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How a chemist burnt his hand and gave birth to aromatherapy

The lavender oil that healed Rene Gattefosse’s burnt hand encouraged him to experiment more with essential oils. In 1928, the chemist coined the term ‘aromatherapie’.

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Rene Gattefosse, a French chemist, who accidentally burnt his hand, while working in the laboratory, is said to be the pioneer of modern aromatherapy. When he scalded his hand, he plunged it into a jar containing lavender oil. This not only healed his wounds but spurred him on to experiment more with essential oils and their therapeutic values. In 1928 he coined the word ‘aromatherapie’ and this marked the arrival of what we know today as aromatherapy. This is what I call turning poison into medicine, where an accident led to the discovery of the finest healing anointment. Dr Jean Valet took this therapy ahead and used it for healing burns and wounds of soldiers injured during the First World War. He also successfully treated psychological ailments with essential oils, thereby establishing aroma oils’ power of healing physically, physiologically and psychologically. However, the person credited to have pioneered the use of essential oils in beauty therapy was an Austrian-born biochemist Madam Marguerite Maury. While she was working with a surgeon in Alsace, she read a book called Les Grandes Possibilités par les Matières Odoriferantes

(The Great Possibilities of Aromatic Substances) by Dr Chabenes, written in 1838. Incidentally, he was also the teacher of Gattefosse. The book became Maury’s guide and set her on her journey with aromatherapy. In 1961 she wrote a book Le Capital Jeunesse; however, the book did not receive the attention it deserved. In 1964 it was released in Britain under the title The Secret of Life and Youth and it remains a sort of bible for contemporary aromatherapy.

Through her years of research and practical application, Maury developed a unique form of massage using blends of essential oils. Her entire work—choice and use of essential oils and massage—was based solely on the principles that we can remain youthful in our attitude, energies and beliefs if we keep our systems clear and functioning effectively. This, she believed, could be achieved by practising aromatherapy. Maury lectured and gave seminars on the subject throughout Europe and opened aromatherapy clinics in Paris, Switzerland and England.

She possessed some of the eccentricities of a genius, but she was also a generous and loveable woman, and a magnetic and charismatic person. She was a whirlwind of energy and enthusiasm, working ceaselessly till the day she breathed her last. Her last manuscript, found at her bedside, began with the words, ‘The aromatherapy involved in cosmetology can lead to the most extraordinary of results.’

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Once, for a dinner I hosted in my home, I created a small bed of gulab petals at the centre of the table and placed a few candles on it. As the evening grew, the aroma of the gulab opened up and hung around the rooms like a fragrant, invisible cloud.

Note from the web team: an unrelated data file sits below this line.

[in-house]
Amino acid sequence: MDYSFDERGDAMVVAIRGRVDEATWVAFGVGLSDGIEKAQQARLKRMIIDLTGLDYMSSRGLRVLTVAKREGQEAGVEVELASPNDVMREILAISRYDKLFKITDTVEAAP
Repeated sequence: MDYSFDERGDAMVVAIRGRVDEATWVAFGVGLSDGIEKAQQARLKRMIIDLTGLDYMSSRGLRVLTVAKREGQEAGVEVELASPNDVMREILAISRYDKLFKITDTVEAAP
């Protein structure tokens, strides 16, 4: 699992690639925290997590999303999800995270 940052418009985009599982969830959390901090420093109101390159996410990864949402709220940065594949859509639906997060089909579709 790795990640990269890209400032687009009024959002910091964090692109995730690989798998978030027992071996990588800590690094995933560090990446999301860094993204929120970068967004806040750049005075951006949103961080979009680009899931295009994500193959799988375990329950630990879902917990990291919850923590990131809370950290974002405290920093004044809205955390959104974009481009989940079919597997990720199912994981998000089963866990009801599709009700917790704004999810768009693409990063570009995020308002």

My favourite way of using gulab as a fragrance is by using it as a mouth freshener. In a petal I place an elaichi and a laung (interestingly, this spice is a flower) along with a few grains of saunf. This combination creates an explosion of flavours and fragrances in the mouth.

Here, I must say my love for the gulab is inspired by the Mughal queen Mehrunisa (known popularly as Nur Jahan).

As the story goes, Mehrunisa’s fiery temper was as legendry as her passionate love for Jehangir. Once the royal couple had a public altercation, where Mehrunisa flew into a rage and slapped the emperor. This, everyone thought, was the end of Mehrunisa. However, soon Jehangir announced a ceremony for which the pathway of the palace garden was strewn with rose petals. At a particular time when the sunrays fell on the petals and they let out the robust smell, Mehrunisa walked from one end of the pathway, Jehangir from the other end, and they met midway, in that haze of red and intoxicating fragrance. I read about this for the first time in the historical novel A Feast of Roses by Indu Sunderesan, which is based on the life and love of Jehangir and Mehrunisa. There are several versions and interpretations of this story I have come across in this book.

Incidentally, stories and tales also indicate that the rose essential oil was accidentally discovered in India by Mehrunisa. According to the records of Italian traveller Niccolao Manucci, who lived in the Mughal palace during Jehangir’s reign, the rose essential oil was discovered by Mehrunisa. The empress discovered it while bathing in the Shahi Hamam (royal baths), when she noticed an oily film in the water with rose petals left overnight.

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However, according to Jehangir himself, in his autobiographical work, Tuzuki Jehangiri (Memories of Jehangir), once Asmat Begam (Mehrunisa’s mother, who was known for her skill of making fragrant water) was making rose water when she noticed a thick mass on the surface of pots where hot rose water had been poured from jugs. She collected this ‘oily’ layer and realized that it was so fragrant that a single drop of it rubbed on to the palm filled the air with an enchanting scent of tonnes of red roses blooming simultaneously. Jehangir was so charmed by this delightful fragrance that he presented Asmat with a pearl necklace. It is believed that Emperor Akbar’s wife Salima Begam named this essential oil ‘Jehangiri attar’— ‘Jehangir’s perfume’.

This book excerpt from Phoolproof: Indian Flowers, Their Myths, Traditions & Usage by Jhelum Biswas Bose has been published with permission from Ebury Press.

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